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How Do You Corral Fall Foliage? #GardenSense

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Crisp air sparks nature to uncloak the true beauty of maple, oak, birch and other deciduous trees. Autumn winds play their part too on fall foliage. It doesn’t take long for shed leaves to accumulate throughout the yard. Leaves cling to gutters, hide behind flower pots and pile up in less used doorways.

It can quickly turn into a rousing game of hide and seek!

How do you corral fall foliage?

Here are some tips to help make the job easier.

  • Inspect your lawn equipment now before peak leaf drop occurs. Fix or replace any rakes with broken or bent tines. Check your lawnmower blades are clean and sharp to mulch leaves.
  • Start cleaning up after leaves as soon as possible. A heavy storm will add weight to the job. Try your best to stay ahead of the storm.
  • Mulch as many leaves throughout fall back into your lawn. Leaves add needed nutrients. Free fertilizer, folks!
  • Invest in a quality leaf blower for big jobs. Remember to use a sweeping motion to best corral leaves.
  • Make sure to wear heavy gloves when picking up leaves. Ground bees, animal waste and sticks and thorns can easily get inadvertently added to the pile.
  • Compost if you can and save a bag of dry leaves for spring to start your new compost pile.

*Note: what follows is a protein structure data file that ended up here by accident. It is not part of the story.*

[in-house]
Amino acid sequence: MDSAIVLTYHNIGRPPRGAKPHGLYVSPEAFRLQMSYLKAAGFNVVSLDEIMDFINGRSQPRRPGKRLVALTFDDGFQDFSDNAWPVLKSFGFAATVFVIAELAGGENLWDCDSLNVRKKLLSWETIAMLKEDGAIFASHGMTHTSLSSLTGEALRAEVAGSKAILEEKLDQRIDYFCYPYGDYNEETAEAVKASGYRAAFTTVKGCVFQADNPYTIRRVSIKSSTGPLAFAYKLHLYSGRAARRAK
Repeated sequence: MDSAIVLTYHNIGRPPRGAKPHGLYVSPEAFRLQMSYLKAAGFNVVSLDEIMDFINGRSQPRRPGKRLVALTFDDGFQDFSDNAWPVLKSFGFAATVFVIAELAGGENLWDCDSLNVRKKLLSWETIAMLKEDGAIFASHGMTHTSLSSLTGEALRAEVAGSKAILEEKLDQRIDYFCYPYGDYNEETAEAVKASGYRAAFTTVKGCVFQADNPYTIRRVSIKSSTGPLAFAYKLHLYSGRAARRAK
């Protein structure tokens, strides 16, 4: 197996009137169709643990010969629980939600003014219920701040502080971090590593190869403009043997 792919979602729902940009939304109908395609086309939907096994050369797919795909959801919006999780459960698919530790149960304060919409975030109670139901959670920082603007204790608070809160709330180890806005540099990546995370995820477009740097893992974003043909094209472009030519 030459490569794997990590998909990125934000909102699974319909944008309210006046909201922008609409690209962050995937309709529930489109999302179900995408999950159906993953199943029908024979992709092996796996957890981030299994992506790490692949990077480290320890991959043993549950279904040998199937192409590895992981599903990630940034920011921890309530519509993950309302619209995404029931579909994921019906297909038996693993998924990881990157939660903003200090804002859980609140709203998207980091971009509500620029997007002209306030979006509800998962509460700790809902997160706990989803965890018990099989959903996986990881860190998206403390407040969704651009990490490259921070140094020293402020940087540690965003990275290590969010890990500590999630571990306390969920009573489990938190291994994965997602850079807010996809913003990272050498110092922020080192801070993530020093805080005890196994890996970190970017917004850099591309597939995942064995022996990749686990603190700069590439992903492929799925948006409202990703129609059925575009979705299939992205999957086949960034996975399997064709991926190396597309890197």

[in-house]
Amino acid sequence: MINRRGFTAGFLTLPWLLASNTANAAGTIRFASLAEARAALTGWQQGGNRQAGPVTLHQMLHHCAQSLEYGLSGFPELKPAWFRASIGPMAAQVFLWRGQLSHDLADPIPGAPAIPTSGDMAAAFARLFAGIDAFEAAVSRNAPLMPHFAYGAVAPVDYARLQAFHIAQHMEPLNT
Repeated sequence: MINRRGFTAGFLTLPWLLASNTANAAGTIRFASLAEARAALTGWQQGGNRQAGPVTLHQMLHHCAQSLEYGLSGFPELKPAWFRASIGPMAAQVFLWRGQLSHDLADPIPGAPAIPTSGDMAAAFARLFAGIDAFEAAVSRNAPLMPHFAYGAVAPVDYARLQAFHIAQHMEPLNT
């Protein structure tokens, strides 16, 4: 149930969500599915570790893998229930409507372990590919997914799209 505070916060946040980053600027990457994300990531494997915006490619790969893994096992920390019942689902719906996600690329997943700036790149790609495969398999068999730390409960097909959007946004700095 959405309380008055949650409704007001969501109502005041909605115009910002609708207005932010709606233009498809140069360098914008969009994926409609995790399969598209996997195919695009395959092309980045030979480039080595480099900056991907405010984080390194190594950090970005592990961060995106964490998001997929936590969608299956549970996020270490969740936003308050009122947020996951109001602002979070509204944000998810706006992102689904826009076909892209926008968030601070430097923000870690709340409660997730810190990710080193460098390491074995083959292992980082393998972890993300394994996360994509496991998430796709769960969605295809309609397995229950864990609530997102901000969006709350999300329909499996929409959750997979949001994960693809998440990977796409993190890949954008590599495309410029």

• Recycle leaves at a community drop off center or offer them to community gardens and school gardens to recycle.
  • Remember to get a jump on leaves as soon as possible. Before you bag, sort a pile of clean, dry leaves and let the kids jump in! Heck, join in the fun, you deserve it after all that work!
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    About the author

    Cindy's Recipes and Writings

    As a professional cook, I love creating exciting new recipes on the job as well as at home. Assisting in teaching low-income families how to buy, store and prepare healthy food through Penn State’s alliance with Pennsylvania’s Supercupboard Program was very rewarding. During my 11 years with the Master Gardener program, I taught horticultural therapy to assisted living patients using healthful, fr
    esh grown food as a focal point. . My hands-on programs and instruction helped hundreds of children and adults learn about where their food comes from and how important fresh food is for your body.
    Currently I’m a cook at a college in Pennsylvania. We prepare everything we can from scratch, including our potato chips that tout the seasoning of the day!
    Of course I write about food; it's in my blood!

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